Japan had the game sewn up by half-time as goals from Yui Narumiya (pictured), Mizuki Nakamura and Rika Masuya put them in total control.
The victory maintained Japan’s 100% record in the six-team round-robin tournament, lifting them on to 12 points, three clear of DPR Korea.
And they have a better head-to-head record than their nearest challengers thanks to a 1-0 win over them on the opening day, meaning the championship is already in the bag with a game to spare.
The success continues a fantastic year for women’s football in Japan, whose teams have also won the FIFA Women’s World Cup and the AFC U-19 Women’s Championship.
Korea Republic now have a match against China on Sunday to decide who takes the third and final qualification spot for the FIFA U-17 Women’s World Cup next year.
Japan did not have to wait long for the opening goal as captain Narumiya gave them a fourth-minute lead, shooting inside the far post from the left of the area.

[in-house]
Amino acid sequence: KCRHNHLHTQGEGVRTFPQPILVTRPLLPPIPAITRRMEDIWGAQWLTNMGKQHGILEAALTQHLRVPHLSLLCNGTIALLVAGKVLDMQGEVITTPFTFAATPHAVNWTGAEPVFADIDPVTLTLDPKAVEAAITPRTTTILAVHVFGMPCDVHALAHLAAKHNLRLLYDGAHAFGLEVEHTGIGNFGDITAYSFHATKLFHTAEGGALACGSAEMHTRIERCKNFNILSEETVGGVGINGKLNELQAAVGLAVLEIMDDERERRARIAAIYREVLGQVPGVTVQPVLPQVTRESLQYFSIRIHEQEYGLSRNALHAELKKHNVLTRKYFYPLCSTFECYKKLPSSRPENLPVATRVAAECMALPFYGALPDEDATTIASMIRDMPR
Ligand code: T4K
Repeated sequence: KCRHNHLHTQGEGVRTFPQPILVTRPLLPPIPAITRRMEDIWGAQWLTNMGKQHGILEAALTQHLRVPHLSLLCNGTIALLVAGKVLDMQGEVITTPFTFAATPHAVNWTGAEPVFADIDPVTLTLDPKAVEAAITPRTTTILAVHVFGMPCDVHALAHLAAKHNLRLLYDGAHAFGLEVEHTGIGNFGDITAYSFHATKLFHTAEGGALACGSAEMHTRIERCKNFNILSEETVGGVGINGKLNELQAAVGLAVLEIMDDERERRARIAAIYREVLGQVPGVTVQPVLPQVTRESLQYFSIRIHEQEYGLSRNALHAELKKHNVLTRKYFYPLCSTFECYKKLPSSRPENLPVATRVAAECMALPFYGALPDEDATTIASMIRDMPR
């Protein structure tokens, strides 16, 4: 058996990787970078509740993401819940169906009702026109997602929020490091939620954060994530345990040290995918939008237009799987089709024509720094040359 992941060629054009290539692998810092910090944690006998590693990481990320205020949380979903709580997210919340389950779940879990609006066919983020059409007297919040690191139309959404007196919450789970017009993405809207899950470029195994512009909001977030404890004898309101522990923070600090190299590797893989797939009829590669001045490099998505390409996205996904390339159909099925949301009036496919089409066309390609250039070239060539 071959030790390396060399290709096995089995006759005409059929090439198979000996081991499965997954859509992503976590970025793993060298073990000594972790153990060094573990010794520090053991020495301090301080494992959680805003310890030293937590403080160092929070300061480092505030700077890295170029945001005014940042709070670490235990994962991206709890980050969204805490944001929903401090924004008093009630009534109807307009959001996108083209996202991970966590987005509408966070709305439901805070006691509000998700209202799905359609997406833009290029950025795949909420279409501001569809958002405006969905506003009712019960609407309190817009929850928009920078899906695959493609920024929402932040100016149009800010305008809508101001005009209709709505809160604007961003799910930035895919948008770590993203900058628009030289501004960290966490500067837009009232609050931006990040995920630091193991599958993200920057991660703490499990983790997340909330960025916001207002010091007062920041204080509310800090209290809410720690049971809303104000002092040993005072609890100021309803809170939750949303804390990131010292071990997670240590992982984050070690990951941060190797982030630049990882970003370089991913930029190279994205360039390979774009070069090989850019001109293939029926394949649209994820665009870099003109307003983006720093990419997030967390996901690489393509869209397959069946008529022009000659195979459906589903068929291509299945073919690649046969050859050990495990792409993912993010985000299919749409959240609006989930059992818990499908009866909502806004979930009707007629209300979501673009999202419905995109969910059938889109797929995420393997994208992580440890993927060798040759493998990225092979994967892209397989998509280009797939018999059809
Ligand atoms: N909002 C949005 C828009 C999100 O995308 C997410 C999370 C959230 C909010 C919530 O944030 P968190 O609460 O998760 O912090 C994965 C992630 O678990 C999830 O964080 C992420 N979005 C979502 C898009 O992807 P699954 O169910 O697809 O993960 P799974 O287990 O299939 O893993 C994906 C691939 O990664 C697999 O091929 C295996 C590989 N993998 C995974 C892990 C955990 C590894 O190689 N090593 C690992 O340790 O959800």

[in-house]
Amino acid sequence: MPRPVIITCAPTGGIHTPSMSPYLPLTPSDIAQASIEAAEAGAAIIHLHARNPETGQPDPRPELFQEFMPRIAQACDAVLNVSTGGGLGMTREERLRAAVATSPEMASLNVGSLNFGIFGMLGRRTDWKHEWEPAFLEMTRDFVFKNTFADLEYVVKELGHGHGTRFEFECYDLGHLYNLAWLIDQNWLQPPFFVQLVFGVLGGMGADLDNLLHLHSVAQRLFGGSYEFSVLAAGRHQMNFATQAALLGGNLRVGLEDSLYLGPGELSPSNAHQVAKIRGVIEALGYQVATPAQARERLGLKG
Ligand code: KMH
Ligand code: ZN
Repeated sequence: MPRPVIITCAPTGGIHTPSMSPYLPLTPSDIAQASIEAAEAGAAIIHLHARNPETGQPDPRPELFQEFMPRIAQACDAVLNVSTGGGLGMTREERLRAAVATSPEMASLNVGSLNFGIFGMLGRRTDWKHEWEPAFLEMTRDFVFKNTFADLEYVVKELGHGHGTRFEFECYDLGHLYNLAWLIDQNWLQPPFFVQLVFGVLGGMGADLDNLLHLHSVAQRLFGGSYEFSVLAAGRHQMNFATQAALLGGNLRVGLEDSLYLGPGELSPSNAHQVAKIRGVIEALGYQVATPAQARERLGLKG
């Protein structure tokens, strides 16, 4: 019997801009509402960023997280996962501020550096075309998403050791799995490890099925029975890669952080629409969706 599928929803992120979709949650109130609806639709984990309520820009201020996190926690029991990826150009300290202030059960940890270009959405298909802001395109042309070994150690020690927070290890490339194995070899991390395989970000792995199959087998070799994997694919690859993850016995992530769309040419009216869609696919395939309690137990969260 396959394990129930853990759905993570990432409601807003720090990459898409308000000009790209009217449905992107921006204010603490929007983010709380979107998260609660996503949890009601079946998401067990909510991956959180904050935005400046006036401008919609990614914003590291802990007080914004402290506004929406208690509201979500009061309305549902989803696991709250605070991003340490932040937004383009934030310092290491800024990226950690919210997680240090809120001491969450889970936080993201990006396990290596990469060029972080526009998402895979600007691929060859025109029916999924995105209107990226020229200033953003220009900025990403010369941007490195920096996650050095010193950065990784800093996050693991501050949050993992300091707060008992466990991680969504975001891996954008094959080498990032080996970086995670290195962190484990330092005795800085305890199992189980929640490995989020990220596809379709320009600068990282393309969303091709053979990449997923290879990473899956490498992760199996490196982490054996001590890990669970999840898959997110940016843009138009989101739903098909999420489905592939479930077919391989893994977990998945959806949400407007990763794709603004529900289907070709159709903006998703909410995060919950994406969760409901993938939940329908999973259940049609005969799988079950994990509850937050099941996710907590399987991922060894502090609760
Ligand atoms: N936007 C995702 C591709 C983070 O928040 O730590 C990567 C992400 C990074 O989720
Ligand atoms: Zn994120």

Masuya had a header tipped round the post by keeper Min Yu-kyeong before Japan doubled their lead in the 15th minute.
Japan were bossing the game and Masuya almost made it three only to stab a right-wing cross just the wrong side of the post.
She was on target in the 30th minute, though, running on to Ayaka Inoue’s through-ball and clipping her left-foot finish beyond Min.
Korea Republic already looked a beaten side and Masuya crashed an effort against the bar from outside the area.
Japan were cutting their opponents open almost at will and Ruka Norimatsu surged forward before chipping a pass in to Masuya.
The striker stretched to stab the ball past Min as the keeper came off her line, but her shot trickled just past the post.
Japan threatened to go further ahead at the start of the second half, but Masuya had a shot from point-blank range charged down.
The lively Masuya almost turned provider when she got to the byline but her cutback was hacked clear.
As Korea Republic waited to be put out of their misery, Japan were content to keep passing the ball around before the final whistle meant the celebrations could begin.